Suggested Read : Vietnam and Cambodia – Backpackers Second Home

Laos, Must Visit Island in Southeast Asia

festival Boun Ock Phansa boat racing
Image Source : theculturetrip.com/

The land of the lotus eaters, Laos has not forgotten its traditions. The country is steeped in a history that has trickled down to its people today. If you’re looking for serenity, then at the confluence of the Mekong River and the Nam Khan, you’ll find Luang Prabang, an old French Town populated with calm saffron-clad monks, hidden Indochinese villages and elegant Gallic cuisine. Then there is Si Phan Don, the archipelago that gave it the name the land of the lotus eaters. Literally translating to 4,000 islands, Si Phan Don has an ethereal charm which some would say is otherworldly, making it all the more difficult to leave behind. You will find that Vientiane has transformed its elegant Gallic architecture (remnants of its history as a French trading post) into chic restaurants and hotels; a testament to the respectful nature of the people of Laos. Wondering when you should book your trip? Well, one of the perfect times to visit this wonderful country would be during October. The festival Boun Ock Phansa, which marks the end of the Buddhist Lent occurs in this month, and the highlight of the festival is the boat racing! The people of Laung Prabang and Vientiane, the towns through which the vast Mekong River flows, take to the streets for celebration. The lively parades with their elaborate floats which are eventually offered to the naga or mythical water serpents add a magical charm to the festival.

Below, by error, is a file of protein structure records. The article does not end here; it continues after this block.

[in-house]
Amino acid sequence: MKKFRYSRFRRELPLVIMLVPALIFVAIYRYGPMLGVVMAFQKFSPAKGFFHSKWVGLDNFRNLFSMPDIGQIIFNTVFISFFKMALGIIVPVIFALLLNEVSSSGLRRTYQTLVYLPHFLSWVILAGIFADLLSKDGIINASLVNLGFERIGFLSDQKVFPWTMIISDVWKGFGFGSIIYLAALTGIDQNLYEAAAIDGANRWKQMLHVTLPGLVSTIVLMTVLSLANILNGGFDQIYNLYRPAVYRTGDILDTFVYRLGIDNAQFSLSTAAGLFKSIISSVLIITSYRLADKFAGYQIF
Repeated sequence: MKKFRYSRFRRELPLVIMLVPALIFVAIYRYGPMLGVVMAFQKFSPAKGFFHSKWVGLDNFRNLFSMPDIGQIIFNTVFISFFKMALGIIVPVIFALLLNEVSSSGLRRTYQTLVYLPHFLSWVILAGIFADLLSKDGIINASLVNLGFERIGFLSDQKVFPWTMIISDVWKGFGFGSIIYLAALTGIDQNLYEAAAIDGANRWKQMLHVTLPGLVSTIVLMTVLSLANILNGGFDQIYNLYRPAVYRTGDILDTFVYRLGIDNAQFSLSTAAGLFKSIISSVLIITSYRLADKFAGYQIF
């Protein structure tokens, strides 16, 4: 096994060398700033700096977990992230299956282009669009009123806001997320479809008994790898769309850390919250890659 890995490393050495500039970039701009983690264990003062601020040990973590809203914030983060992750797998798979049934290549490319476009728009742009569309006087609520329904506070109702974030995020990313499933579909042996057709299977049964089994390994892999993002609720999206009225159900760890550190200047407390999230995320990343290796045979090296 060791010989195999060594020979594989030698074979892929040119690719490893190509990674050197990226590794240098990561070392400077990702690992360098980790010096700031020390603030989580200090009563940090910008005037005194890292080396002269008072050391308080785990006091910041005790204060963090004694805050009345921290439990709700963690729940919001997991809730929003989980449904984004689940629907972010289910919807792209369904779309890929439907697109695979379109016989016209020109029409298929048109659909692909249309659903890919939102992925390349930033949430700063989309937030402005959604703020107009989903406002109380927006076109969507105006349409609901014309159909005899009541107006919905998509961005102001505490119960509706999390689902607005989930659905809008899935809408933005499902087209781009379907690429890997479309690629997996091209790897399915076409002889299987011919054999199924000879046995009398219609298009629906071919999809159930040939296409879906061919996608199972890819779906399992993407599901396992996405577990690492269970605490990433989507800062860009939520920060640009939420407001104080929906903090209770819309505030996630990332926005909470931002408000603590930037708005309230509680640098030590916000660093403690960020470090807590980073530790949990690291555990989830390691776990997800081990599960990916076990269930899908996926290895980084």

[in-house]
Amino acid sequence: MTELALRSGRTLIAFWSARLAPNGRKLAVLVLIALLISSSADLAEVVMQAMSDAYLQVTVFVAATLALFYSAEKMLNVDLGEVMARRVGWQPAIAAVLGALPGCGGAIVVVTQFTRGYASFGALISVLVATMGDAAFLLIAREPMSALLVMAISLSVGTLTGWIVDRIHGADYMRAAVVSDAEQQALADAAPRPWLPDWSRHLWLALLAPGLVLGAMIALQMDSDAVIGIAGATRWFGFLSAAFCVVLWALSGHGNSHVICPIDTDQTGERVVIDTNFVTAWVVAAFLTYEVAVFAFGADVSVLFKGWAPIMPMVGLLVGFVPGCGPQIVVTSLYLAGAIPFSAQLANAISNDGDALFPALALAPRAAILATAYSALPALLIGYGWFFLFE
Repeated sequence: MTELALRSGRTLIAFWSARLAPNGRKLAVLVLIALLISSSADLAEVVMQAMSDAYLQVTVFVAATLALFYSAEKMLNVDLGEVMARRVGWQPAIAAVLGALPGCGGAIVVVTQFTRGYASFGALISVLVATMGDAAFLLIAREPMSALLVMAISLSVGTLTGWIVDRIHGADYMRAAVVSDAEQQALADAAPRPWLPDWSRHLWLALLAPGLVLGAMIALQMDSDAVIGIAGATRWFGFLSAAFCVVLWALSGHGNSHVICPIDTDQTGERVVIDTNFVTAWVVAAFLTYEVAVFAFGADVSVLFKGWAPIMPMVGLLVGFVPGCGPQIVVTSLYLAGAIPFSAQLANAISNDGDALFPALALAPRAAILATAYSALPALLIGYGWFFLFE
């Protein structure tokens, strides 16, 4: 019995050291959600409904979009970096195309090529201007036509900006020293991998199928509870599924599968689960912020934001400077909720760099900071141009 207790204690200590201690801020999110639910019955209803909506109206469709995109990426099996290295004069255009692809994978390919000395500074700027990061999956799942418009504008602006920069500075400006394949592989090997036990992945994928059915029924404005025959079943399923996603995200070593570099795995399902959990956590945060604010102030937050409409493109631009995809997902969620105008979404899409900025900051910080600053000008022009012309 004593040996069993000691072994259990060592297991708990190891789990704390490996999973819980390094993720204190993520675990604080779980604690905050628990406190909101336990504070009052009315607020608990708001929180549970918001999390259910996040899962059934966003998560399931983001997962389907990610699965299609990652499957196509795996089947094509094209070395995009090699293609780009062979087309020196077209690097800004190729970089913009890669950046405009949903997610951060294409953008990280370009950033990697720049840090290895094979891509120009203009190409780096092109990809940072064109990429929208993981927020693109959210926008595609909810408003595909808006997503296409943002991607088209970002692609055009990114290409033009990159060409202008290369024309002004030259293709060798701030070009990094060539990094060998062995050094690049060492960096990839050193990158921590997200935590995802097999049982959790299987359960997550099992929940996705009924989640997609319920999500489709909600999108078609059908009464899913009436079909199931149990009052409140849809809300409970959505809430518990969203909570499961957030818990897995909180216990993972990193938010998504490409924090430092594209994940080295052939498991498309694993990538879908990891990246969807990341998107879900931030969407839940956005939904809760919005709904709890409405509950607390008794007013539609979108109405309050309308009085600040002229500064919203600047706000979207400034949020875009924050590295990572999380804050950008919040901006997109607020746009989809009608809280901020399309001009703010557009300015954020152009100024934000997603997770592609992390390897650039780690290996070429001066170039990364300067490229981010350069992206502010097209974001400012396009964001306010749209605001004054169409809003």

Pahiyas Festival
Image Source : theculturetrip.com